Leyla Yvonne Ergil
ISTANBUL: The autumn harvest in Türkiye provides an intriguing combination of nuts, fruits and vegetables, many of which will be used for stocking the pantry for winter
When September arrives in Türkiye, the succulent fruits of the summer suddenly disappear and a range of less-familiar vegetables tend to take the forefront. This is because it is the time of the year when households across Türkiye prepare their pantry with pickles and preserves for the winter months.
While most of the produce on the stalls at farmer’s markets at this time of year may be familiar, there are some very intriguing varieties that one can only find in this season.
The variety of muskmelon, referred to as Acur, is a fruit that resembles an exaggerated cucumber because it is long and green with a similar interior texture; however, the outer skin has prominent ridges. It is most prevalent this time of the year as it is pickled or grated into a refreshing salad. Also referred to as Hıta, this melon variety is used in Turkish cuisine similar to the cucumber and zucchini it resembles. Sometimes it serves as a substitute in dishes such as cacık or an olive oil dish in which it is sauteed with onions and tomatoes.
Kelek is the word that refers to an unripe melon, which is a fruit on the stalls that resembles mini versions of either a watermelon or melon. Kelek is generally seeded, and the seeds can be consumed separately and are revered for their nutritional benefits, while the fruit is mainly prepared as a pickle. There are recipes in which the fruit’s crevices are filled with savory stuffing and baked as a “dolma,” which is the Turkish word that refers to anything with a filling.
Primarily used for its medicinal properties, yet ever so pretty, the Kudret Narı, which in English is referred to as bitter gourd or bitter melon, resembles a yellow flower. The fruit is preserved in either olive oil or honey and taken by the spoonful as a natural nutritional supplement.
Bamya and Bamya Çiçeği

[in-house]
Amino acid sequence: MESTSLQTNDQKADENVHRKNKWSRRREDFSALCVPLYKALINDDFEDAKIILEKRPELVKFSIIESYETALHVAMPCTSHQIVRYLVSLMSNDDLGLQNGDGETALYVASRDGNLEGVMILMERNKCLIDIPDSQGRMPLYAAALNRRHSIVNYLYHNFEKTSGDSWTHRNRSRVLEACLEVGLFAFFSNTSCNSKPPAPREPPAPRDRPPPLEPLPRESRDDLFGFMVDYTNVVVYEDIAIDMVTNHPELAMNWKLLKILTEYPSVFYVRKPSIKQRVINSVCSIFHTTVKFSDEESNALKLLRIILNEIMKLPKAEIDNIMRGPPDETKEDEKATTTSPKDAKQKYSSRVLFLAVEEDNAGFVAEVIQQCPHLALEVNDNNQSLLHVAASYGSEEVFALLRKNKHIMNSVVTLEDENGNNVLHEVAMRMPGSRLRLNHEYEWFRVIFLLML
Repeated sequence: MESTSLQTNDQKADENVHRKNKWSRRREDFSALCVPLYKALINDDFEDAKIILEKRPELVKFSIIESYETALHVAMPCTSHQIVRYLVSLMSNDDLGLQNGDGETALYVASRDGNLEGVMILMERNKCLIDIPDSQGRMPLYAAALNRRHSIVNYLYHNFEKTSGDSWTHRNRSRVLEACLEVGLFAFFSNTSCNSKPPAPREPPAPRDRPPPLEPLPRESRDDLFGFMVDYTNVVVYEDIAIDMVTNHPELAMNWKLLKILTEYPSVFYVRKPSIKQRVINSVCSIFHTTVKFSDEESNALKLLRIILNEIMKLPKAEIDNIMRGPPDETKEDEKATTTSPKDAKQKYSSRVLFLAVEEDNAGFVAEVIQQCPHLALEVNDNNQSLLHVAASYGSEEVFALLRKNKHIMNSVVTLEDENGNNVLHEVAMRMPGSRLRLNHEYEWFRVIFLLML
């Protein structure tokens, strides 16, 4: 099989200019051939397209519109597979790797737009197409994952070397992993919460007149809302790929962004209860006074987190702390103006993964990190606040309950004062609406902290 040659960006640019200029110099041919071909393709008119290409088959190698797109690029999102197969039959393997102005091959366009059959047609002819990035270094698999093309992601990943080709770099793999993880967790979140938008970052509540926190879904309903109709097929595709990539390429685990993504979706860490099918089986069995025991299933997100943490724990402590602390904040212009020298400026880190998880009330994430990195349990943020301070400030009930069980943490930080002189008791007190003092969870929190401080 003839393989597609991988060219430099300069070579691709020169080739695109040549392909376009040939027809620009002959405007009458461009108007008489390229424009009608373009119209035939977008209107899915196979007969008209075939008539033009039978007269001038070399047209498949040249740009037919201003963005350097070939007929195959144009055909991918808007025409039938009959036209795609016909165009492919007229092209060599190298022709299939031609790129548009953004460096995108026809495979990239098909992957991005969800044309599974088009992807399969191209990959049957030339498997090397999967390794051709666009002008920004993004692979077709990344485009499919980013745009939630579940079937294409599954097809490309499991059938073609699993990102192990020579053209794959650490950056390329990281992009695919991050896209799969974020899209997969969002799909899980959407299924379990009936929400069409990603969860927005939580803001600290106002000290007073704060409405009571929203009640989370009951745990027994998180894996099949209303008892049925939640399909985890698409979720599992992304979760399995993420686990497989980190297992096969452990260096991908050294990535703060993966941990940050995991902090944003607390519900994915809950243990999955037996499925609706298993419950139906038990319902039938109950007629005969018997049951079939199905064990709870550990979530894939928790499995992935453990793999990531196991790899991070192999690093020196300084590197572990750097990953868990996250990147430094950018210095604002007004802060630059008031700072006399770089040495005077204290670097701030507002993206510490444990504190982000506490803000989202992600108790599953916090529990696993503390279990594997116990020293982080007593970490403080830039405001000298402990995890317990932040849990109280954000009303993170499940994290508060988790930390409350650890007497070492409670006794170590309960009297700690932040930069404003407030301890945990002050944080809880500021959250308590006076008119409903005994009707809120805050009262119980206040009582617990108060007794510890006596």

The fall is also the time for two very precious items in Turkish cuisine, which are Bamya and Bamya Çiçeği. While “bamya” is the Turkish word for okra, it’s flower is a variation on hibiscus. Both are painstakingly harvested and prepared in Türkiye’s culinary traditions. While okra is prepared as olive oil and tomato-based dish, in its preparation is a very special slicing style of the tip of the vegetable to ensure the slimy texture is not released. What this means is carefully cutting the tip of every single okra in a dish in a pyramid shape. The painstaking part of its flower, which is used in teas in Türkiye for its medicinal benefits, must be collected early in the morning and each flower is strung one by one onto a rope where they are dried.
The jujube referred to as Hünnap in Turkish, is a popular fresh and dried fruit mainly consumed as a snack and for its medicinal properties. At this time of year, they are harvested and sold fresh; however, Hünnap is also available year-round dried, in which this usually white and plum-sized fruit takes on a homey-amber color and shrinks to the size of an almond. In addition to simply eating the fruit fresh, which is sort of a bland yet fibrous combination of flavor, the jujube is made with vinegar and teas here in Turkiye.
September also marks the start of berry season, as is evident from the fresh produce stalls of farmers’ markets nationwide. One of the prized findings at this time of year is ahududu, which is the Turkish word for raspberries and they are sold in small single-sized portions, which Turks either use in cakes and preserves or just nibble on them one by one.
Blackberry is another berry that springs up at fruit stalls this time of year and is deliciously sweet, as can be suspected for its dark burgundy hues. These berries are also sold cleaned and ready to handle in small plastic boxes to preserve their soft and very crushable nature.
Sometimes translated as cranberry and other times as cornelian cherry, Kızılcık is a flowering fruit that is harvested in the autumn months. Somewhat bitter to just bite into, Kızılcık is mainly consumed as a “şerbet,” which is basically a brewed ice tea of the fruit or it is made into preserves.
The fall months are also when Türkiye’s famous nuts begin to rear their beautiful heads fresh at farmers’ markets. Pistachios can be found bright pink, soft and slightly more bitter than they become when dried.
Similarly, September is when you can see freshly picked walnuts on stalls. While they resemble the dried walnuts we are usually more familiar with, they are softer and more bitter yet still a very special treat. Referred as taze ceviz, these fresh walnuts are sold in the shell and are cracked open and the outer membrane removed to reveal a light beige-colored nut that is much softer and more subtle in taste than its dried variation.
Autumn is also the season of sesame. Although it is not necessarily something you will find on stalls, it is a precious product with a unique harvesting style that stands out to the foreign eye. Because you see to harvest sesame, in Turkish susam, which is a seed used in many capacities in Türkiye from baked goods to tahini, to say the least, the stalks are placed in pyramid-shaped bundles on the land they were grown on, for the seeds to dry and fall out from the stalks on their own. In the next few weeks, one may easily come across plots of land filled with pyramid-shaped piles of sesame seeds.